SWasson

    Answer by SWasson at 1:36 PM on May. 13, 2013

  • Most vegetarian options at restaurants are cooked with meat, I kindof feel sorry for anyone who believes otherwise.


    This is true, and I think most of us know that, but most restaurants don't label their "meatless" foods as vegetarian. Like the eggplant parm at Olive Garden isn't listed as vegetarian, the broccoli cheese soup at Panera isn't listed a vegetarian, etc. if it does have meat in it somewhere (like the chicken broth I'm sure they use), they never claimed it was veggie, if I eat it because it's just broccoli and cheese, that's on me, but if they actually labeled it, as veggie that would be purposely misleading.

    Chrln06

    Answer by Chrln06 at 1:46 PM on May. 13, 2013

  • They shouldn't label it vegetarian, because it's not. And, if the sauce is cooked with meatballs, it's no longer marinara.

    Chrln06

    Answer by Chrln06 at 1:39 PM on May. 13, 2013

  • I'm not a vegetarian, but to me vegetarian means no meat. Period. Not in a sauce, not as a minor ingredient in any component of the dish. And, speaking as a nonvegetarian, I would say that if it's being advertised as vegetarian and has meat in it, then they are using false advertising. And they are wrong, in my opinion. While being a vegetarian is often simply a choice, it seems to me that if they're willing to cover up on this (or even just play the "don't ask, don't tell" game), what else are they willing to do this on? What if someone comes in with an egg allergy or a peanut allergy, looks at the menu and sees that this dish or that one is egg/peanut free and orders it, only to have a severe reaction? Is the owner still going to say, "oh, well, hey, we never claimed it was egg/peanut free!"? And choice or not, it should still be respected, by being clear about what's in your "vegetarian" dishes.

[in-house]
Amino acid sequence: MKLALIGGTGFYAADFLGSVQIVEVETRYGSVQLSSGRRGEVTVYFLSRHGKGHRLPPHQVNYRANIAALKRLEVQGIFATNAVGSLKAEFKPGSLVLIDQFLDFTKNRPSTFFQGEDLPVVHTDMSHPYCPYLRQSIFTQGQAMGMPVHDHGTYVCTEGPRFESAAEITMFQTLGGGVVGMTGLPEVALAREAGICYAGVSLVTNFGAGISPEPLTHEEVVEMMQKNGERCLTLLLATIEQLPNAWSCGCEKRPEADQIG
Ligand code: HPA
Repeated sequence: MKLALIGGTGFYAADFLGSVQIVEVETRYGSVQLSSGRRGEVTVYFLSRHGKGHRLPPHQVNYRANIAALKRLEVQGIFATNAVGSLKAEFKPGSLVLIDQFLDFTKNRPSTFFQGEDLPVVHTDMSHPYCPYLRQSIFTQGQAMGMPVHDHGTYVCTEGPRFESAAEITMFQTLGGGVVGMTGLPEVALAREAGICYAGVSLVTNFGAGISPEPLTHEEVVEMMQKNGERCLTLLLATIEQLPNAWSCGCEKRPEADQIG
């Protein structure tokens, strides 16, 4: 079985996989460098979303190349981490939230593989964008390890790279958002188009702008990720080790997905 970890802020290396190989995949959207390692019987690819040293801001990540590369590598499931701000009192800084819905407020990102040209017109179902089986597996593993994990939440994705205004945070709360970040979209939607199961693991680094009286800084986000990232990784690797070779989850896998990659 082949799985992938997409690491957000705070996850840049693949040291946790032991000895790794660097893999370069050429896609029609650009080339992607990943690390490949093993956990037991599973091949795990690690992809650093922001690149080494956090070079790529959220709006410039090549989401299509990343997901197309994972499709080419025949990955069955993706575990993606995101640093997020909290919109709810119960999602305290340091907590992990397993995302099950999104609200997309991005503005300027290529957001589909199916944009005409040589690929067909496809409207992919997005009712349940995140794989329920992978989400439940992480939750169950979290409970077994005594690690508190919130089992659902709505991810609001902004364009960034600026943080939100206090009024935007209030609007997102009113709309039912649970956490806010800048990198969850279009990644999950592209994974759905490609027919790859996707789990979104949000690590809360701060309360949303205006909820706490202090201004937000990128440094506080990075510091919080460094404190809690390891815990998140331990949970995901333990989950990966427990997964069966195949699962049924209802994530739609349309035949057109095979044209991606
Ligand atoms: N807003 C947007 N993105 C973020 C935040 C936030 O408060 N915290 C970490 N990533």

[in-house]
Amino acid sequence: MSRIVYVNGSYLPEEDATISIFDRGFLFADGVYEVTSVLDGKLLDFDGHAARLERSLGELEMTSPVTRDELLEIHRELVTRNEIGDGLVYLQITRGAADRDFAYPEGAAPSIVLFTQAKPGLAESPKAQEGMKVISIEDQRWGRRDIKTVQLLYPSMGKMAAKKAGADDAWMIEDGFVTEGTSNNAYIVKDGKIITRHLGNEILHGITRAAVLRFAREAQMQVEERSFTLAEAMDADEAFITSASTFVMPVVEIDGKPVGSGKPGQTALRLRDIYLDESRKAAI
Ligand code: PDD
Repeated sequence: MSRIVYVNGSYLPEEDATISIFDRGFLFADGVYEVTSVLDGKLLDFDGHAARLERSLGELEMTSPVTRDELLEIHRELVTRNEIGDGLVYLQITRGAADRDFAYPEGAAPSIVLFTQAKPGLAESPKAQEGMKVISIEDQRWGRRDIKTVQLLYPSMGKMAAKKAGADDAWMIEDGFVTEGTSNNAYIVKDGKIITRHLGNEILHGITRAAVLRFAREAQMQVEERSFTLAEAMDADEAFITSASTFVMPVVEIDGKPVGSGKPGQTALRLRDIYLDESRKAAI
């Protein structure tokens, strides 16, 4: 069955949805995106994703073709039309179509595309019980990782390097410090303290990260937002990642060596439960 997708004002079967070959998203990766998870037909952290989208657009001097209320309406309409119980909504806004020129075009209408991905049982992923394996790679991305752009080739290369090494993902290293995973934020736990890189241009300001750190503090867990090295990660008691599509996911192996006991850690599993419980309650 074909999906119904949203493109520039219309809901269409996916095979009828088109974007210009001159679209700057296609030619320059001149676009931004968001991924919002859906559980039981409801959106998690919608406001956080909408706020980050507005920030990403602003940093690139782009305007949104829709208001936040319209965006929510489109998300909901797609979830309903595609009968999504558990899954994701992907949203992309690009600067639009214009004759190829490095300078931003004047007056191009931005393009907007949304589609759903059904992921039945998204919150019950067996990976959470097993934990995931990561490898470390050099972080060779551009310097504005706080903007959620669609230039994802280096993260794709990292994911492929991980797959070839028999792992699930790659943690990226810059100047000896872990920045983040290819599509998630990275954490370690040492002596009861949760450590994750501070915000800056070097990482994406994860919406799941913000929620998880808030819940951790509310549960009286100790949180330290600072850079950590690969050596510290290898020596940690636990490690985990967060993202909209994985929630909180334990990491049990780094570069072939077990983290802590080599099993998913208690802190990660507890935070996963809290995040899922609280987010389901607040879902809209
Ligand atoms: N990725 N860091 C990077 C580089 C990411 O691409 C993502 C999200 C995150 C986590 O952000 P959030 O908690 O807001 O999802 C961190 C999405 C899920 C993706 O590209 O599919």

wendythewriter

    Answer by wendythewriter at 2:36 PM on May. 13, 2013

  • Most vegetarian options at restaurants are cooked with meat, I kindof feel sorry for anyone who believes otherwise.
    funlovinlady

    Answer by funlovinlady at 1:30 PM on May. 13, 2013

  • What SWasson and Chrln06 said!
    maecntpntz219

    Answer by maecntpntz219 at 2:24 PM on May. 13, 2013

  • I'm not up on these things, so I didn't realize an item would no longer be vegetarian if it had been cooked with meat but had no meat in it. So it never would have occurred to me that a sandwich with marinara sauce dipped out of a pot with meatballs in it, even though there are no meatballs on the sandwich, wouldn't be vegetarian. That might have been what the restaurant owner meant by "gray area." That being said, it's not my responsibility to know what foods are and are not vegetarian, since I don't follow that diet. But if a restaurant owner is going to offer vegetarian items, then she really ought to find out exactly what that means and stick to the proper cooking procedures if there are any standardized definitions of how things have to be prepared.
    Ballad

    Answer by Ballad at 4:02 PM on May. 13, 2013

  • Its good to always ask and research.
    virginiamama71

    Answer by virginiamama71 at 4:43 PM on May. 13, 2013

  • I always ask, but if the restaurant does this kind of thing it should not be labeled vegetarian. This is misleading and wrong! this is why I prefer to eat my own cooking...
    older

    Answer by older at 4:51 PM on May. 13, 2013